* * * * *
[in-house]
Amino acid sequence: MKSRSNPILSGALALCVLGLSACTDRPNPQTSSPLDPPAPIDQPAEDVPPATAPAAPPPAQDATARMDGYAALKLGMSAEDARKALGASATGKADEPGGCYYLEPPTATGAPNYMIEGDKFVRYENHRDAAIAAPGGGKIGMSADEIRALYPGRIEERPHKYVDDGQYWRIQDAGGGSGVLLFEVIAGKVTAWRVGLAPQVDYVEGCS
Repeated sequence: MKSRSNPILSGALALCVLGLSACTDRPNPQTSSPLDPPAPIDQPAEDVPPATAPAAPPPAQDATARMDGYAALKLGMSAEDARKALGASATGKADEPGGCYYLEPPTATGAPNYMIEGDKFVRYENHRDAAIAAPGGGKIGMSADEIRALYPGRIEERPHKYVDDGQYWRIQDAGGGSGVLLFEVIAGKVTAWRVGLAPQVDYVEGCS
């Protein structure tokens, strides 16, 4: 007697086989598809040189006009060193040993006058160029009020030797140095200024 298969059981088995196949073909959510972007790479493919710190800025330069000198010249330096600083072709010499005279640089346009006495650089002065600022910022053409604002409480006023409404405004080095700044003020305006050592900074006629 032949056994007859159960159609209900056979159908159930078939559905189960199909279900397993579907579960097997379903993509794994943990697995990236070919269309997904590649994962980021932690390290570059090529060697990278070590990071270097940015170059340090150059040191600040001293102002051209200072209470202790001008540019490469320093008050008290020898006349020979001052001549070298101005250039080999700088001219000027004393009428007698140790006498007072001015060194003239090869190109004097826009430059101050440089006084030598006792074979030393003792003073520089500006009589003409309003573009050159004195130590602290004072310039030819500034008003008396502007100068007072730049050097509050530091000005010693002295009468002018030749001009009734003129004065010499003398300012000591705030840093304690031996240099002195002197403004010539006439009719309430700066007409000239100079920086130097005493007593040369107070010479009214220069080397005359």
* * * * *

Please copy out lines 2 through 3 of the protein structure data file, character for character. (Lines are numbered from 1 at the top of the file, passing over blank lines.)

Amino acid sequence: MKSRSNPILSGALALCVLGLSACTDRPNPQTSSPLDPPAPIDQPAEDVPPATAPAAPPPAQDATARMDGYAALKLGMSAEDARKALGASATGKADEPGGCYYLEPPTATGAPNYMIEGDKFVRYENHRDAAIAAPGGGKIGMSADEIRALYPGRIEERPHKYVDDGQYWRIQDAGGGSGVLLFEVIAGKVTAWRVGLAPQVDYVEGCS
Repeated sequence: MKSRSNPILSGALALCVLGLSACTDRPNPQTSSPLDPPAPIDQPAEDVPPATAPAAPPPAQDATARMDGYAALKLGMSAEDARKALGASATGKADEPGGCYYLEPPTATGAPNYMIEGDKFVRYENHRDAAIAAPGGGKIGMSADEIRALYPGRIEERPHKYVDDGQYWRIQDAGGGSGVLLFEVIAGKVTAWRVGLAPQVDYVEGCS